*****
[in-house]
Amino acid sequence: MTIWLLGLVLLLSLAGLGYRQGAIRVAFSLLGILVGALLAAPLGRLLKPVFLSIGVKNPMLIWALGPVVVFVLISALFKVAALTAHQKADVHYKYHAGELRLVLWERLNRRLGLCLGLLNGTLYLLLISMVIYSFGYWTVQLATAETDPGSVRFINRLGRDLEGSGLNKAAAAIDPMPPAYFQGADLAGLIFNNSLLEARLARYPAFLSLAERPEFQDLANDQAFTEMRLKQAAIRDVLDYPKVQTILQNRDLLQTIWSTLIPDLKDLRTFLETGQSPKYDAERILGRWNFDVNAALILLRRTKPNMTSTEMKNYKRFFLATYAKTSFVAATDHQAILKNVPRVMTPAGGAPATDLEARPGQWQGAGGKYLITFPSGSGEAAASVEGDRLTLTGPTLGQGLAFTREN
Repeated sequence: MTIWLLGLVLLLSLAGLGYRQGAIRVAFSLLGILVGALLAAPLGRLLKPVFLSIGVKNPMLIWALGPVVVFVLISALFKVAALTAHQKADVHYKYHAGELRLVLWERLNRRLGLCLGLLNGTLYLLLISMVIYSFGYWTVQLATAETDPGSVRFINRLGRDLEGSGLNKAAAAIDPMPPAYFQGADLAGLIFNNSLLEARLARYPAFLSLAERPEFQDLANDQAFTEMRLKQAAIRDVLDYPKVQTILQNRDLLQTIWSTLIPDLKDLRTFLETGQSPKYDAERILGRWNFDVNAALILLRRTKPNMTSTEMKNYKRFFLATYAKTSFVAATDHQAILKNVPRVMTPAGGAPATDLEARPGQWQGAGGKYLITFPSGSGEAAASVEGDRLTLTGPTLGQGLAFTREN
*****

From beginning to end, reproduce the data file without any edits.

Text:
[in-house]
Amino acid sequence: MTIWLLGLVLLLSLAGLGYRQGAIRVAFSLLGILVGALLAAPLGRLLKPVFLSIGVKNPMLIWALGPVVVFVLISALFKVAALTAHQKADVHYKYHAGELRLVLWERLNRRLGLCLGLLNGTLYLLLISMVIYSFGYWTVQLATAETDPGSVRFINRLGRDLEGSGLNKAAAAIDPMPPAYFQGADLAGLIFNNSLLEARLARYPAFLSLAERPEFQDLANDQAFTEMRLKQAAIRDVLDYPKVQTILQNRDLLQTIWSTLIPDLKDLRTFLETGQSPKYDAERILGRWNFDVNAALILLRRTKPNMTSTEMKNYKRFFLATYAKTSFVAATDHQAILKNVPRVMTPAGGAPATDLEARPGQWQGAGGKYLITFPSGSGEAAASVEGDRLTLTGPTLGQGLAFTREN
Repeated sequence: MTIWLLGLVLLLSLAGLGYRQGAIRVAFSLLGILVGALLAAPLGRLLKPVFLSIGVKNPMLIWALGPVVVFVLISALFKVAALTAHQKADVHYKYHAGELRLVLWERLNRRLGLCLGLLNGTLYLLLISMVIYSFGYWTVQLATAETDPGSVRFINRLGRDLEGSGLNKAAAAIDPMPPAYFQGADLAGLIFNNSLLEARLARYPAFLSLAERPEFQDLANDQAFTEMRLKQAAIRDVLDYPKVQTILQNRDLLQTIWSTLIPDLKDLRTFLETGQSPKYDAERILGRWNFDVNAALILLRRTKPNMTSTEMKNYKRFFLATYAKTSFVAATDHQAILKNVPRVMTPAGGAPATDLEARPGQWQGAGGKYLITFPSGSGEAAASVEGDRLTLTGPTLGQGLAFTREN